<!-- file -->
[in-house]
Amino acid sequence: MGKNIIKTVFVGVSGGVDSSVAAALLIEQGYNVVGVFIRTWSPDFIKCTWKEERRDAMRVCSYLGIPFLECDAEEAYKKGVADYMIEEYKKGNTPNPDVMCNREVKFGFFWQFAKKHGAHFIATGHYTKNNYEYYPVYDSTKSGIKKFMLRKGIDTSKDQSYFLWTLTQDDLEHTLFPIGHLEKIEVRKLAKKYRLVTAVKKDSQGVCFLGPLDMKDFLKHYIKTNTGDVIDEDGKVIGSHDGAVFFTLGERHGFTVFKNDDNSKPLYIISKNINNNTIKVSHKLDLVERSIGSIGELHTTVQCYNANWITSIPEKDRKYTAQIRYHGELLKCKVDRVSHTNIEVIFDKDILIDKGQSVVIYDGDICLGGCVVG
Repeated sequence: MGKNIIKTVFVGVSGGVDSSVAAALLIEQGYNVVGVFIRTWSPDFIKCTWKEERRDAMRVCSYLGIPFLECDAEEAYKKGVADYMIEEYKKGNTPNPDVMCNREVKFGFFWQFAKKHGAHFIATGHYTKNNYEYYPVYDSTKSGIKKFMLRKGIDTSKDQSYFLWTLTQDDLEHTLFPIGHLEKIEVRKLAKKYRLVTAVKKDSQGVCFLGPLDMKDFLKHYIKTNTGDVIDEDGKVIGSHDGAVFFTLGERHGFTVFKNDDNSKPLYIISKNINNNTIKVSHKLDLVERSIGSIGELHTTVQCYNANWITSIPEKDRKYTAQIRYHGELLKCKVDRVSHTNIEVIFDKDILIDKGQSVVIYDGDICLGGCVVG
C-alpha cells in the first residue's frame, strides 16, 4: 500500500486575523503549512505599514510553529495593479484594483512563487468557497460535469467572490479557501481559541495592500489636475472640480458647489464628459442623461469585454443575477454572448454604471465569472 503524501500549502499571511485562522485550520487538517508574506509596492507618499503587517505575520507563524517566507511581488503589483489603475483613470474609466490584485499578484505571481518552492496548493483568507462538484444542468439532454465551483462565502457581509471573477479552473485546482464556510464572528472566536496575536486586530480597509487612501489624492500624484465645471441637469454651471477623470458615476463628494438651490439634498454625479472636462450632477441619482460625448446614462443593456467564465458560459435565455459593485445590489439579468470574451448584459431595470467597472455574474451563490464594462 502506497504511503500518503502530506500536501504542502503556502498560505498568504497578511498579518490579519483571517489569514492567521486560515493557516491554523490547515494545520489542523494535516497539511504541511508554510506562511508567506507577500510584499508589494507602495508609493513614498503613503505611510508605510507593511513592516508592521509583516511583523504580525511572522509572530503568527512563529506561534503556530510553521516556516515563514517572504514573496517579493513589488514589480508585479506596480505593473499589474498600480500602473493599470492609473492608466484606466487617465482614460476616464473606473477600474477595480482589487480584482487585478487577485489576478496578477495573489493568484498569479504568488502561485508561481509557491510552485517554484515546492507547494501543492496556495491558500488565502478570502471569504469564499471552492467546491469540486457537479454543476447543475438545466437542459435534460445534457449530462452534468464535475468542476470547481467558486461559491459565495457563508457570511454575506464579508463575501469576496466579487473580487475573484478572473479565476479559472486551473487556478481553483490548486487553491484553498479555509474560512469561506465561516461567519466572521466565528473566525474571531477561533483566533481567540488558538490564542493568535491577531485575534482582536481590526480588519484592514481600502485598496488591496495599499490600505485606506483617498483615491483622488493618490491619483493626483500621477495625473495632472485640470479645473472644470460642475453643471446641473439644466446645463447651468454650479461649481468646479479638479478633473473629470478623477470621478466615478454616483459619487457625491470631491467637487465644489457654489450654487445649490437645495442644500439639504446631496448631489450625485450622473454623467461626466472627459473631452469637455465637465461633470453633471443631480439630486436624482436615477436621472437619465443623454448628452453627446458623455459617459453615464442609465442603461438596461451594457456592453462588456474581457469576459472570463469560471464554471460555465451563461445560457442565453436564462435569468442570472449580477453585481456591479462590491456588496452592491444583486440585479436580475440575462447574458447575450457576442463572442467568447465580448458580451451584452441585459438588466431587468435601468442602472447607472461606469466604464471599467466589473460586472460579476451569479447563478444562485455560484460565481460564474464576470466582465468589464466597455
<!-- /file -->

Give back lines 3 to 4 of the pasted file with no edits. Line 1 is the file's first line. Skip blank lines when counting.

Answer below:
Repeated sequence: MGKNIIKTVFVGVSGGVDSSVAAALLIEQGYNVVGVFIRTWSPDFIKCTWKEERRDAMRVCSYLGIPFLECDAEEAYKKGVADYMIEEYKKGNTPNPDVMCNREVKFGFFWQFAKKHGAHFIATGHYTKNNYEYYPVYDSTKSGIKKFMLRKGIDTSKDQSYFLWTLTQDDLEHTLFPIGHLEKIEVRKLAKKYRLVTAVKKDSQGVCFLGPLDMKDFLKHYIKTNTGDVIDEDGKVIGSHDGAVFFTLGERHGFTVFKNDDNSKPLYIISKNINNNTIKVSHKLDLVERSIGSIGELHTTVQCYNANWITSIPEKDRKYTAQIRYHGELLKCKVDRVSHTNIEVIFDKDILIDKGQSVVIYDGDICLGGCVVG
C-alpha cells in the first residue's frame, strides 16, 4: 500500500486575523503549512505599514510553529495593479484594483512563487468557497460535469467572490479557501481559541495592500489636475472640480458647489464628459442623461469585454443575477454572448454604471465569472 503524501500549502499571511485562522485550520487538517508574506509596492507618499503587517505575520507563524517566507511581488503589483489603475483613470474609466490584485499578484505571481518552492496548493483568507462538484444542468439532454465551483462565502457581509471573477479552473485546482464556510464572528472566536496575536486586530480597509487612501489624492500624484465645471441637469454651471477623470458615476463628494438651490439634498454625479472636462450632477441619482460625448446614462443593456467564465458560459435565455459593485445590489439579468470574451448584459431595470467597472455574474451563490464594462 502506497504511503500518503502530506500536501504542502503556502498560505498568504497578511498579518490579519483571517489569514492567521486560515493557516491554523490547515494545520489542523494535516497539511504541511508554510506562511508567506507577500510584499508589494507602495508609493513614498503613503505611510508605510507593511513592516508592521509583516511583523504580525511572522509572530503568527512563529506561534503556530510553521516556516515563514517572504514573496517579493513589488514589480508585479506596480505593473499589474498600480500602473493599470492609473492608466484606466487617465482614460476616464473606473477600474477595480482589487480584482487585478487577485489576478496578477495573489493568484498569479504568488502561485508561481509557491510552485517554484515546492507547494501543492496556495491558500488565502478570502471569504469564499471552492467546491469540486457537479454543476447543475438545466437542459435534460445534457449530462452534468464535475468542476470547481467558486461559491459565495457563508457570511454575506464579508463575501469576496466579487473580487475573484478572473479565476479559472486551473487556478481553483490548486487553491484553498479555509474560512469561506465561516461567519466572521466565528473566525474571531477561533483566533481567540488558538490564542493568535491577531485575534482582536481590526480588519484592514481600502485598496488591496495599499490600505485606506483617498483615491483622488493618490491619483493626483500621477495625473495632472485640470479645473472644470460642475453643471446641473439644466446645463447651468454650479461649481468646479479638479478633473473629470478623477470621478466615478454616483459619487457625491470631491467637487465644489457654489450654487445649490437645495442644500439639504446631496448631489450625485450622473454623467461626466472627459473631452469637455465637465461633470453633471443631480439630486436624482436615477436621472437619465443623454448628452453627446458623455459617459453615464442609465442603461438596461451594457456592453462588456474581457469576459472570463469560471464554471460555465451563461445560457442565453436564462435569468442570472449580477453585481456591479462590491456588496452592491444583486440585479436580475440575462447574458447575450457576442463572442467568447465580448458580451451584452441585459438588466431587468435601468442602472447607472461606469466604464471599467466589473460586472460579476451569479447563478444562485455560484460565481460564474464576470466582465468589464466597455